What are you working on now?
“Like a Country Song” had a limited run in the theaters and comes out on DVD September 9th. It stars Billy Ray Cyrus, who some people may not know is Christian. The guy who’s playing the lead is named Joel Smallbone. He’s in a Christian band called “For King and Country.” Jennifer Taylor from the TV show, “Two and a Half Men,” did a great job. Booboo Stewart, who played Seth Clearwater, a member of Jacob Black’s renegade shape-shifter pack in the “Twilight” movies, is in the movie, too. He’s also in “Hansel & Gretel” and plays Warpath in the new “X-Men.” He’s also a Christian. He normally works for 20 times what he’s getting. Same thing with Billy Ray. Billy’s doing us a huge, huge favor because he loves the script. And the legendary Larry Gatlin, from the Music Hall of Fame band, “Larry Gatlin and the Gatlin Brothers,” is in the movie, as well.
As a filmmaker, I do get the other side of the spectrum, where there are people who are at a point in their lives and careers, and have made so much money that they don’t care about coming out of the Christian closet, so to speak, and are not going to be ostracized for it.
As I mentioned, the movie that deals with teen pregnancy is called “Home.” It’s about a girl that is belittled by her dad. The wife and husband are having a lot of problems, which you don’t know at the beginning. The daughter’s not that attractive, a little bit overweight; her dad’s always picking on her about that. She becomes bulimic at that point. She’s been talking to this guy online and she has a big fight with her dad and runs away, which kids tend to do, and she gets pregnant. She’s living on the streets with this guy.
It’s a pretty insanely intense movie, but all real-life stuff. We’re even going to deal with her getting approached to become involved in prostitution. Again, we’re going to get hit hard in some places from the really strong, conservative Christians. Someone said to me when we were screening “Cutback,” and I’ll never forget it, “If you offended 10,000 people, but you saved one person, would that be worth it to you?” I stopped for a minute and I said, “You know what? It absolutely would be.”
We get a lot of emails, and I got one [in 2013] that made me cry. The kid emailed me and said, “I want to thank you very much for your movie. It literally saved my life.” Those kinds of people I write back and thank, but I said, “Can you tell me a little bit about what happened?” He said he had lost his girlfriend, his mother was dying, and he had lost his job. He was smoking weed and getting drunk every night. He was at a point in his life where wanted to kill himself. He was done with life, he said.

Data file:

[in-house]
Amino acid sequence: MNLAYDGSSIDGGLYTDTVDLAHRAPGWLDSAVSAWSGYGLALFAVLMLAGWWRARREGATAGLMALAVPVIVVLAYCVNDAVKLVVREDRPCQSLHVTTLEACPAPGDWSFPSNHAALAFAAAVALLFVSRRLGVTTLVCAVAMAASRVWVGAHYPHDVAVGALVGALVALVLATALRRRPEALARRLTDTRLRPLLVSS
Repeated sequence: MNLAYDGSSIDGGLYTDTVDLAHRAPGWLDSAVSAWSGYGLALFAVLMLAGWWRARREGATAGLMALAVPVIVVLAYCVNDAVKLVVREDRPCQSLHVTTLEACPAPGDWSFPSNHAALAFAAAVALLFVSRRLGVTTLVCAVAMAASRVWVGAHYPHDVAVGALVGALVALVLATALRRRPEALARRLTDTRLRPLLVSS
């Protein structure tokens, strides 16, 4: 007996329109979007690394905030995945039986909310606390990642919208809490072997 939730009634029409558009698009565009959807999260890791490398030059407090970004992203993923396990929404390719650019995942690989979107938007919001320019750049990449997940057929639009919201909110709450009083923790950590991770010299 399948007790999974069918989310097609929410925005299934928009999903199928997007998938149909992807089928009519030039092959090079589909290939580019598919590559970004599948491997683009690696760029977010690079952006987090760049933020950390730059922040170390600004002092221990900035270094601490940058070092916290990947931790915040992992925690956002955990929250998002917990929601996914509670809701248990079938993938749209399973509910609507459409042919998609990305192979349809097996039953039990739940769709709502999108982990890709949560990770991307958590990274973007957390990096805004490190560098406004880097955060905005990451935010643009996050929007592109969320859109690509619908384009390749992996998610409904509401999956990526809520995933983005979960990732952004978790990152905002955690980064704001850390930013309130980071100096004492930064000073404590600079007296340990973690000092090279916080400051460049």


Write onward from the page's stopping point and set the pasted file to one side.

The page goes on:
He woke up that morning and was walking down the street and he said to him, “The next car that comes along, I’m going to throw myself in front of and kill myself.” This car comes barreling down the street and it gets closer and closer – and it’s his sister driving. She stops and picks him up and he goes home, still really depressed and wanting to kill himself. He was down to his last two dollars and he went to Redbox and was going to watch a movie before he killed himself. He saw “Hardflip,” and said he knew nothing about it, didn’t know why he was drawn to it, but he rented it. He went home, watched the movie, and turned his whole life around, stopped doing drugs.
I said, “Can I share this on Facebook?” And he said, “Absolutely.” You would not believe the response I got. Just insane (he draws out the word for emphasis). When I hear things like that, I don’t care who I offend, Christian or no Christian. This person’s life was saved. He turned to Christ; in the Christian world, his soul was saved, but in the secular world, his being, his body was saved. When I hear stories like that, I now know why I make these movies. Sometimes, you forget, and you need a slap in the face like this. When people say there is no God, you go, “Yeah, I guess all that was coincidence? She was just driving down the street at that moment? He just happened to click on the ‘Hardflip’ movie, when he could have clicked on any other movie? And it just so happened that that movie was in Redbox at that point in time?” So, those are the things that make me go, “Wow!” It just has to be divine intervention, whether you want to accept it or not.
You always hear Christians say, “God has a plan.” And you always hear the other person say, “Yeah, what plan is that?” Because it might not be today, might not be tomorrow, might be ten years from now. [This boy] now talks to people who are feeling what he was feeling and tries to help them. Because of his life being spared, he may spare the lives of ten other people. It’s the domino effect, the trickledown effect, that we’ll never see – and we don’t need to see – that is where the work actually happens.
Again, if I offend some people, so be it. If it’s going to change people’s lives in a positive way, then I have to keep doing it. You can’t care what people say.
How difficult is it for you to raise the money to get the movies made, get them distributed? Is that a real struggle for you? Do you ever get frustrated and just think…